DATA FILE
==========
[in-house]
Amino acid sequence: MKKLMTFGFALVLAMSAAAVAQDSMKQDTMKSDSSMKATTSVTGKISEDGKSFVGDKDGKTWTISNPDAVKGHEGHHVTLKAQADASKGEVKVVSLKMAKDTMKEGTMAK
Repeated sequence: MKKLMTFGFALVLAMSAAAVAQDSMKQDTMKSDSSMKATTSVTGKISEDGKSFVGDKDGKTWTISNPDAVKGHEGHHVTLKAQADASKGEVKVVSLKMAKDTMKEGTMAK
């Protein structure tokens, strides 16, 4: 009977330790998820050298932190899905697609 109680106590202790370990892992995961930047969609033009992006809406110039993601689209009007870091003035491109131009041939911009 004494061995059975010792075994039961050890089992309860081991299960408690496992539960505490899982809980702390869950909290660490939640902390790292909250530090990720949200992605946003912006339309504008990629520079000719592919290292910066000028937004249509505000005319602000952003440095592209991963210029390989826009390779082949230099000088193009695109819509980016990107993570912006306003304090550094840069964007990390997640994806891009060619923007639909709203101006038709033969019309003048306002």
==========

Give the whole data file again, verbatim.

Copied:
[in-house]
Amino acid sequence: MKKLMTFGFALVLAMSAAAVAQDSMKQDTMKSDSSMKATTSVTGKISEDGKSFVGDKDGKTWTISNPDAVKGHEGHHVTLKAQADASKGEVKVVSLKMAKDTMKEGTMAK
Repeated sequence: MKKLMTFGFALVLAMSAAAVAQDSMKQDTMKSDSSMKATTSVTGKISEDGKSFVGDKDGKTWTISNPDAVKGHEGHHVTLKAQADASKGEVKVVSLKMAKDTMKEGTMAK
């Protein structure tokens, strides 16, 4: 009977330790998820050298932190899905697609 109680106590202790370990892992995961930047969609033009992006809406110039993601689209009007870091003035491109131009041939911009 004494061995059975010792075994039961050890089992309860081991299960408690496992539960505490899982809980702390869950909290660490939640902390790292909250530090990720949200992605946003912006339309504008990629520079000719592919290292910066000028937004249509505000005319602000952003440095592209991963210029390989826009390779082949230099000088193009695109819509980016990107993570912006306003304090550094840069964007990390997640994806891009060619923007639909709203101006038709033969019309003048306002």